7. They think your product or service simply sounds interesting (but they have no intention of buying!)

6. They need new and better ideas - to make their own changes (thanks for your free consulting - that really hurts, doesn't it?)

5. They just wonder how much it would cost (wow, you're really expensive!)

4. This request will get you off their back (oops, you forgot to qualify the prospect, didn't you?)

3. They can look good when they pass your information to the real decision-maker (did you spend all that time with the wrong person?)

2. They honestly need their problems solved (too bad you don't know who the other eight proposals are from, what they charge and maybe what they're saying about you)

And the number one reason prospects make you pour your blood, sweat and tears into a proposal:

1. A PROSPECT CAN LIE TO A SALESPERSON AND STILL GET INTO HEAVEN!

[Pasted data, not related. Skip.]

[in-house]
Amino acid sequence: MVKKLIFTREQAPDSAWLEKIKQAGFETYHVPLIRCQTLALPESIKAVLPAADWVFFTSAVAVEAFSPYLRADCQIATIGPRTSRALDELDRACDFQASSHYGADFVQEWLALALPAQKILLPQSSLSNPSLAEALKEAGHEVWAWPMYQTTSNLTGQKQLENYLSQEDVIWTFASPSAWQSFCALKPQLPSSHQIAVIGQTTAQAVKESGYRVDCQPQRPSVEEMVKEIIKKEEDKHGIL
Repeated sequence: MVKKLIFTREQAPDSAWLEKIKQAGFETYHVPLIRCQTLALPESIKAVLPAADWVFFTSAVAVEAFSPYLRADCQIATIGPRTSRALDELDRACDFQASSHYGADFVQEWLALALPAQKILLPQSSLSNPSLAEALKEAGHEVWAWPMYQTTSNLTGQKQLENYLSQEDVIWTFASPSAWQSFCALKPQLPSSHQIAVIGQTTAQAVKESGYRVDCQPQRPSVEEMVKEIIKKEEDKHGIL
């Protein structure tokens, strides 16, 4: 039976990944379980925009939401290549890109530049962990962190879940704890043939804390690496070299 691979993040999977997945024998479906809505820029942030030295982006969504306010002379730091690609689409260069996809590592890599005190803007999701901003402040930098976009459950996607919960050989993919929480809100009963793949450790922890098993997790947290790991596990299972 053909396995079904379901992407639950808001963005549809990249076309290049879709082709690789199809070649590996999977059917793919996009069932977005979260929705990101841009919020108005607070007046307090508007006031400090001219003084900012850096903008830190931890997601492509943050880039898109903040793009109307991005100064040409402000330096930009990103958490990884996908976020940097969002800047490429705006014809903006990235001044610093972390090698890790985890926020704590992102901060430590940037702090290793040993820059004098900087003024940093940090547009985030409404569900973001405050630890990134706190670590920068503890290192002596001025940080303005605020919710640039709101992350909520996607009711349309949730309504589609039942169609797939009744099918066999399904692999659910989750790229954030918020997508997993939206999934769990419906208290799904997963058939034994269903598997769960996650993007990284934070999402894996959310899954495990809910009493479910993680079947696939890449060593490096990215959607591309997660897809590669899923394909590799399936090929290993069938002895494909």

Please, please stop wasting time jumping through hoops to design proposals for everyone that nods their head or grunts into your telephone. Qualify first, then begin to work with your best potential clients. Your organization should have some criteria for what defines a good prospect. Use it or immediately create your own in order to save yourself from sales heartbreak. One good strategy might be to charge a fee for a proposal. Obviously, a prospect who is not serious will not pay for a it. If this works for you, implement it.

The lesson here is that you need to set some guidelines to determine which prospects are worth the investment of your time in proposal design. Otherwise, you'll waste lots of that time showboating in print for prospects who have no intention of doing business with you. If you don't weed out the weeds, you'll have very little time to find and smell the flowers.

Great selling to all of you.

1999 Dan Seidman

Dan Seidman manages a library of sales horror stories at the website www.salescomics.com . These stories in his monthly newsletter are used to by sales managers, trainers and executives to teach sales reps how to avoid similar mistakes. He can be reached at 847-798-8515 or dan@salesautopsy.com.


Why I Don't Charge For Proposals

As we sprint along in our hamster cages in the relentless pursuit of new business, most of us face the gnawing issue of writing proposals. Let's face it, proposals are a drag. They take time and effort. The prospect has called you up to help; why doesn't he or she just hire you and be done with it?